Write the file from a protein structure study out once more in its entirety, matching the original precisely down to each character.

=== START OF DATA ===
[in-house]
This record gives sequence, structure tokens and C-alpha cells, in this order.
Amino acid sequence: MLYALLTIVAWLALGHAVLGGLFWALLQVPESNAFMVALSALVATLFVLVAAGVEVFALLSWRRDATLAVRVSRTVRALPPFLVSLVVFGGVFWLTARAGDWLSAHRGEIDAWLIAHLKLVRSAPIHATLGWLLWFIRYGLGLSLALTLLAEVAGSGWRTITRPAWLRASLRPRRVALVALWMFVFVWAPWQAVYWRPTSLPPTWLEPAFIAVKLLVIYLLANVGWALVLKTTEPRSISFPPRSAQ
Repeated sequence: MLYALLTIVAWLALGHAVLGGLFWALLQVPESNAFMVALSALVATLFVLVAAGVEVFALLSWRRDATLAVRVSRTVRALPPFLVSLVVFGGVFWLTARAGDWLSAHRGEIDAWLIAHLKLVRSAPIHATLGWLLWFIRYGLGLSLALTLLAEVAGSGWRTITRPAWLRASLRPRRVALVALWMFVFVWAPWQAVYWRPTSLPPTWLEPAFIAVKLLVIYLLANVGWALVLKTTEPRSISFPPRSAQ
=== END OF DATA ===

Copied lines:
[in-house]
This record gives sequence, structure tokens and C-alpha cells, in this order.
Amino acid sequence: MLYALLTIVAWLALGHAVLGGLFWALLQVPESNAFMVALSALVATLFVLVAAGVEVFALLSWRRDATLAVRVSRTVRALPPFLVSLVVFGGVFWLTARAGDWLSAHRGEIDAWLIAHLKLVRSAPIHATLGWLLWFIRYGLGLSLALTLLAEVAGSGWRTITRPAWLRASLRPRRVALVALWMFVFVWAPWQAVYWRPTSLPPTWLEPAFIAVKLLVIYLLANVGWALVLKTTEPRSISFPPRSAQ
Repeated sequence: MLYALLTIVAWLALGHAVLGGLFWALLQVPESNAFMVALSALVATLFVLVAAGVEVFALLSWRRDATLAVRVSRTVRALPPFLVSLVVFGGVFWLTARAGDWLSAHRGEIDAWLIAHLKLVRSAPIHATLGWLLWFIRYGLGLSLALTLLAEVAGSGWRTITRPAWLRASLRPRRVALVALWMFVFVWAPWQAVYWRPTSLPPTWLEPAFIAVKLLVIYLLANVGWALVLKTTEPRSISFPPRSAQ